Cypriots seem to have a liking for big houses, with two thirds of the population living in under-occupied dwellings — the second highest rate in the EU after Ireland, according to figures released by Eurostat on Wednesday.
The same figures showed Cyprus has the lowest overcrowding rates (2.4%) in the European Union.
According to Eurostat data, 16.6% of the EU population lived in overcrowded households in 2016, while more than one in three persons (34.8%) EU-wide lived in under-occupied dwellings, meaning that the houses were deemed to be too large.
In 2016, over two-thirds of the population were living in under-occupied dwellings in Ireland (70.6%), Cyprus (69.6%), Malta (68.4%) and Belgium (67.0%). Under-occupancy was also the case for around half the population in Spain (55.7%), Luxembourg (54.1%), the United Kingdom (51.5%), the Netherlands (51.4%) and Finland (48.0%).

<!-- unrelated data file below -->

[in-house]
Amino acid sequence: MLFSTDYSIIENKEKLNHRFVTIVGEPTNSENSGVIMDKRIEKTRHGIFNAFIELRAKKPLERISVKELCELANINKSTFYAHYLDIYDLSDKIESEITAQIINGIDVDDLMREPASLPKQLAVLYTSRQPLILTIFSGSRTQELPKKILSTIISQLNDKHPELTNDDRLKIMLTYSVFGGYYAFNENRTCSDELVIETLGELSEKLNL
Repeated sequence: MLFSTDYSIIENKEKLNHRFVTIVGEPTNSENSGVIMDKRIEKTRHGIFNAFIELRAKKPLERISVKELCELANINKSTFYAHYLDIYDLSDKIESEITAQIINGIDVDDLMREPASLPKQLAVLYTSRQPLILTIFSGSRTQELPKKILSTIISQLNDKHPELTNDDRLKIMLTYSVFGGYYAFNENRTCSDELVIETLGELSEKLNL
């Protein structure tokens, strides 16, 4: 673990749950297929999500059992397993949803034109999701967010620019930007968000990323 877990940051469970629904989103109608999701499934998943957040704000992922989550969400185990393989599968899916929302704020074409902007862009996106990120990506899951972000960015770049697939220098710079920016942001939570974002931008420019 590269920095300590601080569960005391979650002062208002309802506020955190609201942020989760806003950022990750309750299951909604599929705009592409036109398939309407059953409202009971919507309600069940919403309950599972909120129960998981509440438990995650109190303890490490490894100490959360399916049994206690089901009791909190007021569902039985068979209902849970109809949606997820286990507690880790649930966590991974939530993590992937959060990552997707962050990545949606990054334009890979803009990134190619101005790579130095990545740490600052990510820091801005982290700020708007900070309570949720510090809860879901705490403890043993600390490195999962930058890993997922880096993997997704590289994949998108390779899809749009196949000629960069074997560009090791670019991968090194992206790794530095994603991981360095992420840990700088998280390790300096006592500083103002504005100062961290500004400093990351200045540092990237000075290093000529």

In contrast, fewer than 15% of the population were living in dwellings deemed to be too large in Romania (6.3%), Hungary (8.5%), Latvia (9.6%), Greece (10.2%), Croatia (10.4%), Bulgaria (10.5%), Slovakia (11.4%), Poland (14.2%) and Italy (14.9%).
Across Member States, almost half the population in Romania (48.4%) were living in overcrowded households in 2016. This was also the case for around two in every five persons in Latvia (43.2%), Bulgaria (42.5%), Croatia (41.1%), Poland (40.7%), Hungary (40.4%) and Slovakia (37.9%), and for around one in four in Greece (28.7%), Italy (27.8%) and Lithuania (23.7%).
At the opposite end of the scale, the lowest overcrowding rates were recorded in Cyprus (2.4%), Malta (2.9%), Ireland (3.2%), Belgium (3.7%), the Netherlands (4.0%) and Spain (5.4%). Overcrowding was also an issue for fewer than 10% of the population in Finland (6.6%), Germany (7.2%), France (7.7%), the United Kingdom (8.0%), Luxembourg (8.1%) and Denmark (8.2%).